November 9, 1954.
Isadore H.Y. Muchnick, Boston, Mass., for appellant.
Joseph H. Elcock, Jr., Asst. Atty. Gen., Massachusetts (George Fingold, Atty. Gen., Massachusetts, on the brief), for Miriam Van Waters and Elliott E. McDowell, appellees.
John W. McIntyre, Attleboro, Mass. (Pierce B. Smith and McIntyre Henry, Attleboro, Mass., on the brief), for Ray Gazzola and Peter J. Marron, appellees.
Before MAGRUDER, Chief Judge, and WOODBURY and HARTIGAN, Circuit Judges.
In an action for $100,000 damages under two provisions of the Civil Rights Act, 8 U.S.C. (1946 ed.) §§ 43, 47(3), (now 42 U.S.C.A. §§ 1983, 1985(3)) brought against a group of officials of the Commonwealth of Massachusetts and of the city of Attleboro, the district court entered judgment on February 26, 1954, dismissing the complaint as to each of the remaining defendants for failure of the plaintiff to state a claim upon which relief could be granted. The plaintiff thereupon took this appeal.
Briefly, the complaint alleges the following: That the defendant Gazzola, a sergeant of police in the city of Attleboro, notified plaintiff to appear before the Fourth District Court of Bristol County, Massachusetts, on September 29, 1949; that on that day the defendant Marron, chief of police for the city of Attleboro, presented a complaint to plaintiff informing her that she was charged with neglect of her minor children, and escorted her before the defendant, Judge Estes; that plaintiff, without being informed of her right to counsel, public trial, and proper notice, was found guilty by the defendant judge, who suspended sentence and placed plaintiff on probation for two years; that on January 31, 1950, plaintiff was taken before the same court by defendant Nerney, the court's probation officer, for alleged violation of probation, and without notice and fair hearing was committed to the custody of defendant Van Waters, superintendent of the reformatory for women in Framingham, Mass., being delivered to said reformatory by the defendant Gazzola; that the defendant McDowell, as Commissioner of Correction, with power to oversee the actions of the defendant Van Waters, failed to release the plaintiff; that on March 24, 1950, the plaintiff was released from custody as the result of a petition for a writ of habeas corpus addressed to the Superior Court for the County of Suffolk.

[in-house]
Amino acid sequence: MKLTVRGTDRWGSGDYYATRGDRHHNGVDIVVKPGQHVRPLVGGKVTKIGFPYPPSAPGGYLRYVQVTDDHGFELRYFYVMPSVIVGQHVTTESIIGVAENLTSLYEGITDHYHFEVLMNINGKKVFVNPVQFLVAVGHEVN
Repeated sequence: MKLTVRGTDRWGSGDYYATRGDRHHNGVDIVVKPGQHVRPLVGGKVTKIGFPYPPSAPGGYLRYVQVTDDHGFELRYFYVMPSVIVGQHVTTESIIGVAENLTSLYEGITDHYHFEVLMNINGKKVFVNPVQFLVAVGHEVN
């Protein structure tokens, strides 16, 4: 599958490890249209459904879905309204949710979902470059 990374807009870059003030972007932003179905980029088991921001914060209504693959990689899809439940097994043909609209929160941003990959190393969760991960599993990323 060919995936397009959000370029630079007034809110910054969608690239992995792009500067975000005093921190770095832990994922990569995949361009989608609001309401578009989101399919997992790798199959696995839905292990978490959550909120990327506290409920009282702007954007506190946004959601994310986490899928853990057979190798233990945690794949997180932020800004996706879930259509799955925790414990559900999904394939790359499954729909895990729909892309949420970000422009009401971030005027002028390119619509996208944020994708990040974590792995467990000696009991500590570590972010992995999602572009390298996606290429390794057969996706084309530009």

On December 4, 1953, the district court granted defendant Nerney's motion to dismiss for failure to state a claim upon which relief could be based, holding that this defendant was acting as a quasi-judicial officer and as such enjoyed the same immunity as a judge would in such a case. Dunn v. Estes, D.C., 117 F. Supp. 146. On February 26, 1954, the district court dismissed the complaint as to the defendant Estes without prejudice, for failure of plaintiff to effect service upon him. No appeal is taken from these dismissals, and only the dismissals as to the defendants Gazzola, Marron, Van Waters and McDowell are before this court.
On the authority of our opinion in Francis v. Lyman, 216 F.2d 583, we affirm the judgment appealed from in dismissing the complaint against the defendants Van Waters and McDowell, and against the defendant Gazzola so far as respects his act of delivering plaintiff to the custody of the superintendent of the reformatory pursuant to the court's order of commitment.